Choosing a Tasteful House Color
May 7, 2007 § 66 Comments
I do a lot of driving. And as a decorator, what I find myself doing for much of the time is looking at house colors and analyzing them. From Upstate New York to Massachusetts, I’ve seen everything from spearmint green to black. Some colors really work and by that I mean that they draw your eye to the house and the surrounding landscape, but they allow your eye to move on. Other colors draw your eye directly to the house colors themselves and you don’t notice anything else. And you find yourself staring at the color and wondering, “What were they thinking!!”
Here’s what I suggest when it’s time to choose an exterior house color. This is particularly important if you’re selecting permanently installed siding as you’re stuck with the color for 20 years or more.
1. Look at nature. If you live in Florida, nature gives you everything from wonderful pastel shell tones like light pinks and peaches to bright hibiscus reds. And the sky and ocean provide the cool side of the palette. So when you’re choosing a house color, select colors that you see in your surroundings. A bright coral house in Florida looks perfectly acceptable because the color appears naturally in that environment.
If you live in Wisconsin or Vermont, however, that’s a different story. Nature in the north gives you earth tones like browns and olive greens and rust and even black. Spearmint green really stands out against a backdrop of evergreens and that’s not a good thing. So when you’re choosing a house color in New England, choose a color and a hue value that appear in nature. That would not include bright turquoise but might include a grayed-down slate blue like Benjamin Moore’s Jamestown Blue (HC-148).
2. Look at your neighbors. It’s the reverse of “keeping up with the Joneses.” You do not want the same house color as your next-door neighbor even if he stole your favorite color.
3. Respect history. If you live in an old house, choose a color that might have appeared on the original. There are many colors in the historical palette, but there are several that are not. When in doubt, stick with the tried and true historical palette, such as Benjamin Moore’s HC colors. This tasteful array of hues suits most homes, especially traditional style colonials, old or new. Richmond Gold (HC-41) looks great with black shutters and cream trim. And the greens, such as Louisburg Green (HC-113) blend beautifully with natural surroundings.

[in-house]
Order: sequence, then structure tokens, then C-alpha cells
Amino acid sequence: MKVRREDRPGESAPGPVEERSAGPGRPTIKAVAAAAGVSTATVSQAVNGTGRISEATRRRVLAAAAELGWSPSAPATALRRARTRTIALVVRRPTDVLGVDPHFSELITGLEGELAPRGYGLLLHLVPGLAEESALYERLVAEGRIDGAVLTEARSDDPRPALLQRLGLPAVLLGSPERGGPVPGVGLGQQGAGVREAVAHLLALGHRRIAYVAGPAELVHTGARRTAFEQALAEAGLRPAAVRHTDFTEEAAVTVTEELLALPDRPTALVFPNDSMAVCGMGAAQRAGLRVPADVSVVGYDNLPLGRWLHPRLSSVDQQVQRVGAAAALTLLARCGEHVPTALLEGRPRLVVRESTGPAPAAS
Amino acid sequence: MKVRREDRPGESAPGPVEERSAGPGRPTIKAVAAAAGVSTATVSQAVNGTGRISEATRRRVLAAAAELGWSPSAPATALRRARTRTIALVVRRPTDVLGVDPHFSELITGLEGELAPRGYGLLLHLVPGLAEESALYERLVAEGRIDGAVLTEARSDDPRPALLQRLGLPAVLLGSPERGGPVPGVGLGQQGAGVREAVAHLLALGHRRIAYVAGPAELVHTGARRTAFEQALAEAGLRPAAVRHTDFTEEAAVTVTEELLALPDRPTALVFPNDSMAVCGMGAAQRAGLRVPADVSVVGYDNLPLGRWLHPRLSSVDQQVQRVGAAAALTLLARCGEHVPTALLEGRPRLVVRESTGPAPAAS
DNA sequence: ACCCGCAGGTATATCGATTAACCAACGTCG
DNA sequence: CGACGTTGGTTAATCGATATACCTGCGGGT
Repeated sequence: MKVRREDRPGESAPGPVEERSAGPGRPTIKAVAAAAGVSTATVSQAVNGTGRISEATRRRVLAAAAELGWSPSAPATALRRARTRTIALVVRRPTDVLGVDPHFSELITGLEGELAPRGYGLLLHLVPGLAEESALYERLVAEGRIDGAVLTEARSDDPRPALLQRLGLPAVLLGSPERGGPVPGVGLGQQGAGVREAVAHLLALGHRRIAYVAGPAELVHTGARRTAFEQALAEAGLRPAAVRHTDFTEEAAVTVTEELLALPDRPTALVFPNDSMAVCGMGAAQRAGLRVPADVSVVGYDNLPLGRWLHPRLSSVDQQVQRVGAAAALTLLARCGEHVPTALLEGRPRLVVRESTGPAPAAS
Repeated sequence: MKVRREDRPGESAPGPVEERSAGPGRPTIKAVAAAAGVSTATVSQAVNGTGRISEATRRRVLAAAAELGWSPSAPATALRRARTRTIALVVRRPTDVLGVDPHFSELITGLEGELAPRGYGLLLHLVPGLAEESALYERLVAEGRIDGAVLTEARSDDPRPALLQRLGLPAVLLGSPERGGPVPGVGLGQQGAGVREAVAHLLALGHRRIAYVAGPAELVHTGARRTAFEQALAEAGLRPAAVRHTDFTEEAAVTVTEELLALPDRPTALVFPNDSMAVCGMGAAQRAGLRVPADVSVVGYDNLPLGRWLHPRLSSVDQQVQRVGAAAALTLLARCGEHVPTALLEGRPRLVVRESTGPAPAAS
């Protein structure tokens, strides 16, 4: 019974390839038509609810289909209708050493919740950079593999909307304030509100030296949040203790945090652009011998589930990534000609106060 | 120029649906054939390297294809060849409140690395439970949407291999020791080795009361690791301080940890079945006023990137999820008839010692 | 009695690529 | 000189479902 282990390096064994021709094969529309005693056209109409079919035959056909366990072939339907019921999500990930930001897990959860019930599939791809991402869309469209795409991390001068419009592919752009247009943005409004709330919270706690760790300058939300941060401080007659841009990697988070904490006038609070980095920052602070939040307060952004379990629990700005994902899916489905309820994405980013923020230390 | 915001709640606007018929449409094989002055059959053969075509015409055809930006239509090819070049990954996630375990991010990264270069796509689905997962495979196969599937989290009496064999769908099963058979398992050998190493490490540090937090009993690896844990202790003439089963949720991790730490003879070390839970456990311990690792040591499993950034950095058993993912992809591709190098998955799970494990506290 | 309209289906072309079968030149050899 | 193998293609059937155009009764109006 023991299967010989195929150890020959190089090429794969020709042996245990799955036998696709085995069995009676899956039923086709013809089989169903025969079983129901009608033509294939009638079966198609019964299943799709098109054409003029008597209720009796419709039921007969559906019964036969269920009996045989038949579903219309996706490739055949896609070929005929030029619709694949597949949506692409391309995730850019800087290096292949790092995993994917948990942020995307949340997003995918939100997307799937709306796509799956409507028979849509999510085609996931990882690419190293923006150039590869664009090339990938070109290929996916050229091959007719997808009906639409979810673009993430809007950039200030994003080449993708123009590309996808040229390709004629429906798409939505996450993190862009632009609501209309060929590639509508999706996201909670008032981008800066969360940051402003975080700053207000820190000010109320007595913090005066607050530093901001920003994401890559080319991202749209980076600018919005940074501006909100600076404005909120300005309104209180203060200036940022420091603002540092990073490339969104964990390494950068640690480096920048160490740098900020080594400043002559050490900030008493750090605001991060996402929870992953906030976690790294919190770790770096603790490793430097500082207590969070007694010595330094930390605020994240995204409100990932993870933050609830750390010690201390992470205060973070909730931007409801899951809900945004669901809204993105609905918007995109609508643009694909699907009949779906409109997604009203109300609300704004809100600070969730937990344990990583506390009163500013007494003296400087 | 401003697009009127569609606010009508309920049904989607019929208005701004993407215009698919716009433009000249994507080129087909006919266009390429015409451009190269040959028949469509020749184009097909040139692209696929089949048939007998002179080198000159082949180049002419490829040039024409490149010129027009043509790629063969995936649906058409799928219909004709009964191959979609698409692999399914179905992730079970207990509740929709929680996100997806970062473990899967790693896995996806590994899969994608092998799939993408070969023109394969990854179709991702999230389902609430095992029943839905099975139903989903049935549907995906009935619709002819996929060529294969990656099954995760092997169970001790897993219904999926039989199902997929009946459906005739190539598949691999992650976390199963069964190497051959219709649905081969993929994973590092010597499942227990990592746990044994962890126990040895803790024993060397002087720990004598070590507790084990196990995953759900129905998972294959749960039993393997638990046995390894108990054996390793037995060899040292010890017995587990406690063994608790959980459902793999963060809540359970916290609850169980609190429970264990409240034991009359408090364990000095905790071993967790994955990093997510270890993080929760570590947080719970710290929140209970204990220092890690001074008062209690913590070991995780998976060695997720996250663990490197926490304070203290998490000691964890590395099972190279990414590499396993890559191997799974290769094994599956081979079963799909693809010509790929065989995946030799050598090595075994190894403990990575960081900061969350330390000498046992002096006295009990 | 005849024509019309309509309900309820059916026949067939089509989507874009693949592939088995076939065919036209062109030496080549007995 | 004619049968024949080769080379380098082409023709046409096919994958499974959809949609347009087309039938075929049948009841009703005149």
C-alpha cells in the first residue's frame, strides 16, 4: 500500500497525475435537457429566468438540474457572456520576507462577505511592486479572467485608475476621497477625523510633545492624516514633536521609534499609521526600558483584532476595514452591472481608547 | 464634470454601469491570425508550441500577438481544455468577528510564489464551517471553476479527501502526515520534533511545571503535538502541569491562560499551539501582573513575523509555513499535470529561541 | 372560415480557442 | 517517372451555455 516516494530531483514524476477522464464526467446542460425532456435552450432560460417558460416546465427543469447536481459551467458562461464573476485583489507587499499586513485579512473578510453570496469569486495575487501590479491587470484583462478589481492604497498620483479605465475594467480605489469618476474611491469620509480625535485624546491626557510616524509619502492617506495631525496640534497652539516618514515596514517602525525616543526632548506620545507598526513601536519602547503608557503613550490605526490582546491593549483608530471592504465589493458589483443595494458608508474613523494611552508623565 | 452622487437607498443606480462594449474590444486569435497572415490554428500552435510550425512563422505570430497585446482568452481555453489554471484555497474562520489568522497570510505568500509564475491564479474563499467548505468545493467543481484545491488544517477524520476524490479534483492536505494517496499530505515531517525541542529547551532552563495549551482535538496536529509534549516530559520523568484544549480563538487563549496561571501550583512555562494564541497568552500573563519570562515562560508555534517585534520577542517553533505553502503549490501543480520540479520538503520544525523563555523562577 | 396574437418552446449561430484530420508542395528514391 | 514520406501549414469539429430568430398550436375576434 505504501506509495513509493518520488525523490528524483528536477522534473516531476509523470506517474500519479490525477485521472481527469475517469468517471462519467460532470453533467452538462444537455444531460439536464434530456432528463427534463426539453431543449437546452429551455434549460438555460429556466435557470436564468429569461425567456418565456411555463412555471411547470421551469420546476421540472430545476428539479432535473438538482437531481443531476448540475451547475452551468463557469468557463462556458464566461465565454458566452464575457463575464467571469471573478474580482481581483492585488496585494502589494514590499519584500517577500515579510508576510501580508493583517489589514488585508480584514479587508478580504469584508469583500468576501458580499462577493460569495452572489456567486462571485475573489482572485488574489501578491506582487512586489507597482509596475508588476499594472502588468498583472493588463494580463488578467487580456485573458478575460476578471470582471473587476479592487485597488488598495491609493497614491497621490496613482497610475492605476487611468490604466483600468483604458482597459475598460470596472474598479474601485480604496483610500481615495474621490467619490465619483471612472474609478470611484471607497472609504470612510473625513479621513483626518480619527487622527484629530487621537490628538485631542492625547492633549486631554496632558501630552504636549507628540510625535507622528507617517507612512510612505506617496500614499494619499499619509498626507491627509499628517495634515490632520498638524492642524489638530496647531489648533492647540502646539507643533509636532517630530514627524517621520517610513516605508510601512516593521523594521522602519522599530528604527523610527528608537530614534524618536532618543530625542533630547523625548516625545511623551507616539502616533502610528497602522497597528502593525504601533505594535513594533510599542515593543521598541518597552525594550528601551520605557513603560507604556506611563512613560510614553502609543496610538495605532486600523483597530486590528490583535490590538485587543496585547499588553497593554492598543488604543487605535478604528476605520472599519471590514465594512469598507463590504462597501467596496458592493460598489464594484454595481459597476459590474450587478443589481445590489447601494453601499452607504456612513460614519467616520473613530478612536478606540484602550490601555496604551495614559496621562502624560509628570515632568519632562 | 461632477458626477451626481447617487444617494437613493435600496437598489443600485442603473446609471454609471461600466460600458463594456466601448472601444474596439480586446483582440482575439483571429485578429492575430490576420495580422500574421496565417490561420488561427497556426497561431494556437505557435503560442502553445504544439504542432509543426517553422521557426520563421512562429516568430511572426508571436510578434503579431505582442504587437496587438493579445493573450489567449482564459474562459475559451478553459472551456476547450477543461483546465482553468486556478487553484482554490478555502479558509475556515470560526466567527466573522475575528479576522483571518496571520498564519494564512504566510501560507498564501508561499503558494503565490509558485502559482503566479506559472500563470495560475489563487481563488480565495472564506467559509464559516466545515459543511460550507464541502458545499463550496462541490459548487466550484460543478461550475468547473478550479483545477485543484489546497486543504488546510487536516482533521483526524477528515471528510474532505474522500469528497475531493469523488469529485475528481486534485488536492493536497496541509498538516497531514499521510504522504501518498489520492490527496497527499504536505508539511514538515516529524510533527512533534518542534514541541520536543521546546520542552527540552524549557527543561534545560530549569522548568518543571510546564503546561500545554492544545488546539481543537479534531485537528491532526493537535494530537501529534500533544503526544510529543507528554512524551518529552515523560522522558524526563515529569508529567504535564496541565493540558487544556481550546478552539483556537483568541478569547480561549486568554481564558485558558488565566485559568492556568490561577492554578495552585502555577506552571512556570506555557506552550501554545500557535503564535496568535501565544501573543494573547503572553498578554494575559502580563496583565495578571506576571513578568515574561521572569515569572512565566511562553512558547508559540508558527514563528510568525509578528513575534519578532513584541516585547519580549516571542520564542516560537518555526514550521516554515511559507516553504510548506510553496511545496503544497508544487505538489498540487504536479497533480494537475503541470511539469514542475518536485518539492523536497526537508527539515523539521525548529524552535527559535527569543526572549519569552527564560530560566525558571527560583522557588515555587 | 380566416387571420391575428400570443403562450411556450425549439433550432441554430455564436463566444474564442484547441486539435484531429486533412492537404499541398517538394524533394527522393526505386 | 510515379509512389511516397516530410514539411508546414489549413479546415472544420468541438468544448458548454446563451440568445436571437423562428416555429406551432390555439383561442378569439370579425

4. White works. White homes have a presence, a traditional elegance that fits in many historic areas. But in the winter, they either get washed out or they look dirty gray. White works if you keep up with the paint job and keep the house’s exterior clean. Be sure to add color with your door and landscape plantings. And black or dark green shutters.
5. Victorians follow their own rules. If you live in an old Victorian home, do some research and discover all your color combination options. All rules of conventional taste can be broken when you’re highlighting the detailed trim on an old painted lady.
6. Where to use purple. There’s an old brick house in Cambridge, Massachusetts, with a dark purple metal roof and dark purple front door. The combination is quite stunning. Purple is great as an accent color on front doors, wreaths, and landscape plantings. A little purple can go a long way, but used carefully, it’s a great color.
7. Blend or be seen. The bottom line for house color is to decide whether you want your house to blend tastefully with the others in the neighborhood or stand out as the focal point on the block. If you decide to go off the natural palette and opt for a crayola-bright color, consider using that hue for a door color or some other accent instead of the house color. You’ll make just as big a statement and stay within the realm of good taste.
One more thing. House color is important to your children. When I was away at camp one summer, my parents painted our house orange with green shutters. (Orange was supposed to be gold but the paint store messed up and my parents did not have the color sense to stop the presses.) Horrified is the word to describe my shock when I returned from camp. From that point on, my house was known and identified around town as “the pumpkin house.” Don’t do that to your children!
Follow the guidelines and select a paint color for your home that will show your good taste and make your home look its best.